High availability, storage and networking capabilities also get a work over.
VMware vSphere 5.0 continues to set the pace for data center x86
server virtualization and remains the clear leader for IT managers who need a
virtual infrastructure that can handle production workloads while containing
The vSphere 5.0 ship date is imminent
but as yet undisclosed; however, eWEEK Labs obtained an advance
In assessing the technology, IT managers should look for significant
changes to functions such as HA (high availability), VMware's DRS (Distributed
Resource Scheduler) and new network-monitoring tools, and a complete reliance
on the ESXi hypervisor. Despite changes to the VMware licensing model, the
bottom line remains the same: Organizations will pay a premium to use the
enterprise-class components that make up vSphere 5.0.
IT managers who are already using vSphere 4.1 or 4.0 will quickly
come up to speed on this latest version. For experienced users, changes that
bolster existing features-including enhancements in the CLI (command-line
interface), HA and VMware's exclusive use of ESXi (ESX hosts are still fully
supported in vSphere 5.0)- while powerful, are not radically different from
previous versions. Where they are significantly different, as in HA, my tests
show that the change usually reduces the amount of training needed to use the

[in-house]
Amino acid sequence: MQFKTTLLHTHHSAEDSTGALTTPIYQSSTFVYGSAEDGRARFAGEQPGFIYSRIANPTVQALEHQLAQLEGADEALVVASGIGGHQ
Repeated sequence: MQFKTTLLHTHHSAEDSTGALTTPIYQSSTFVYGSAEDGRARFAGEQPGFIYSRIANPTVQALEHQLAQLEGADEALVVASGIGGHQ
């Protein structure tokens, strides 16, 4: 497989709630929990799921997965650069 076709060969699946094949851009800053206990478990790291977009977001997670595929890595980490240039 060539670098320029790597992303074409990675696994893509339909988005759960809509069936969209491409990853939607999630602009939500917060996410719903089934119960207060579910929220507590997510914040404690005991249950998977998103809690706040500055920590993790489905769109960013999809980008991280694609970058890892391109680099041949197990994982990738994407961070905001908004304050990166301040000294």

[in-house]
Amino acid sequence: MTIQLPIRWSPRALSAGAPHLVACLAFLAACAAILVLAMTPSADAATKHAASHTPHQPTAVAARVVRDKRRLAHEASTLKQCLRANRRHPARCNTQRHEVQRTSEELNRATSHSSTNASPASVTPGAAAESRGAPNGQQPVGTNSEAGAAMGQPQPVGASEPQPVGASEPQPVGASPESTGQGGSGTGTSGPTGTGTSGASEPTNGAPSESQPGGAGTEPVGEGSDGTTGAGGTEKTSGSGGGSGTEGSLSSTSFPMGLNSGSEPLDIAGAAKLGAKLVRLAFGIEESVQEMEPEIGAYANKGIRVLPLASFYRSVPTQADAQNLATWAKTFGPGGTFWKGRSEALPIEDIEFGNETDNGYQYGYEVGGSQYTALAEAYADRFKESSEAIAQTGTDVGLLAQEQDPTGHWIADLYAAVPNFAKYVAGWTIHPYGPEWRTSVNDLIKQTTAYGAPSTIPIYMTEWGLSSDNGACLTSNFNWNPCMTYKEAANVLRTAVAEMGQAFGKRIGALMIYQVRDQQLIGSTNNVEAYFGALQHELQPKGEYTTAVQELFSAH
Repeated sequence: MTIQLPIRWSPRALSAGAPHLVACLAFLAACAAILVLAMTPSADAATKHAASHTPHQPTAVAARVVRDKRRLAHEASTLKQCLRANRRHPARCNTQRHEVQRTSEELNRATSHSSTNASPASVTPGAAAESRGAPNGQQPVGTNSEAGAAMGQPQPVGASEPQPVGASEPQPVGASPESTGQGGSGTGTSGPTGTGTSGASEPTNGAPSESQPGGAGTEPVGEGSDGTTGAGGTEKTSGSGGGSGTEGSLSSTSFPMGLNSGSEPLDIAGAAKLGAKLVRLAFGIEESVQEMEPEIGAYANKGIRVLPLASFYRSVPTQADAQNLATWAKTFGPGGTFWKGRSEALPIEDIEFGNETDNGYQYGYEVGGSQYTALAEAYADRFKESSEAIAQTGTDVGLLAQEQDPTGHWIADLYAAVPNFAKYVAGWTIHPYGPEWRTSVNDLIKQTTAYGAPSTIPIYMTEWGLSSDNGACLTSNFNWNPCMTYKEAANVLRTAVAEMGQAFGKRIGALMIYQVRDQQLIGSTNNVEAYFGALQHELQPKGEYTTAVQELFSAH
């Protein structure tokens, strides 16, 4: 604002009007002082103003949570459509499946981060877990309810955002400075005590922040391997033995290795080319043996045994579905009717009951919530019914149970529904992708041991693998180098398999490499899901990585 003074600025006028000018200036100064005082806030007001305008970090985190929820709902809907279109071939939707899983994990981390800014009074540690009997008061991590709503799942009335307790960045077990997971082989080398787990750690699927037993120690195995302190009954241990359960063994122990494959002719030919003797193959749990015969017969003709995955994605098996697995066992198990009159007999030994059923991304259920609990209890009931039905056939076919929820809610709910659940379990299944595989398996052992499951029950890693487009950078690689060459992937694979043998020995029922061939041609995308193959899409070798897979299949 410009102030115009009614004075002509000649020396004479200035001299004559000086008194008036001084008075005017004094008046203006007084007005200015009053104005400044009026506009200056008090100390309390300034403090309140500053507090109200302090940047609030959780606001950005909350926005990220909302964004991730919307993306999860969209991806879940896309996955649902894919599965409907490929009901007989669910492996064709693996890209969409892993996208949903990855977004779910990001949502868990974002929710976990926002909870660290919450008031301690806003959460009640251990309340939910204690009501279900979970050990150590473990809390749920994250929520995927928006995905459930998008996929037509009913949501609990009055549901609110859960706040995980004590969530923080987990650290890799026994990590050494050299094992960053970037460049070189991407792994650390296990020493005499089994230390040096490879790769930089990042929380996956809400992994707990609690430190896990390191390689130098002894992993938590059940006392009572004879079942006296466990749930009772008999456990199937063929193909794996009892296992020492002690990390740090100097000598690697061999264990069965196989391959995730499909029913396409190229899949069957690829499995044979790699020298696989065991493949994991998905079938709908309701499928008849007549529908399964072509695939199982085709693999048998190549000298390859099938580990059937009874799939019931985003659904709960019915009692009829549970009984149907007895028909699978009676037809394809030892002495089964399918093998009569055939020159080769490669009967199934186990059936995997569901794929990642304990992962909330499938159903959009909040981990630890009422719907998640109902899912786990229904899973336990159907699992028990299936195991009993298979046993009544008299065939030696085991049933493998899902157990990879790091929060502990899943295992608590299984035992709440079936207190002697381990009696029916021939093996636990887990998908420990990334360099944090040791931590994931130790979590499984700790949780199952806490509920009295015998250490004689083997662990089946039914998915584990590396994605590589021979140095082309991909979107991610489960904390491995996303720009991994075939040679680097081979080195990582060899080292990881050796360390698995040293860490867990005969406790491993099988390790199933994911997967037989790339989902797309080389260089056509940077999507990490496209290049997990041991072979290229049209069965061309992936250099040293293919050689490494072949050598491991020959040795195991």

One area that will need some new thinking is the sizing and
outfitting of physical hosts. The new configuration maximums allow for the
creation of virtual machines with up to 1TB of memory and up to 32 virtual
CPUs. I can't say much about how these giant systems would work. Our modest-sized
workloads running on medium-to-slow speed iSCSI storage worked well. I will be
following up with enterprise managers who are using the giant-sized VMs to see
how well these Macy's Thanksgiving Day parade-sized systems perform in the
field. I'll be paying special attention to the physical machine configurations
needed to run these much larger VMs as well.
Cameron Sturdevant is the executive editor of Enterprise Networking Planet. Prior to ENP, Cameron was technical analyst at PCWeek Labs, starting in 1997. Cameron finished up as the eWEEK Labs Technical Director in 2012. Before his extensive labs tenure Cameron paid his IT dues working in technical support and sales engineering at a software publishing firm . Cameron also spent two years with a database development firm, integrating applications with mainframe legacy programs. Cameron's areas of expertise include virtual and physical IT infrastructure, cloud computing, enterprise networking and mobility. In addition to reviews, Cameron has covered monolithic enterprise management systems throughout their lifecycles, providing the eWEEK reader with all-important history and context. Cameron takes special care in cultivating his IT manager contacts, to ensure that his analysis is grounded in real-world concern. Follow Cameron on Twitter at csturdevant, or reach him by email at firstname.lastname@example.org.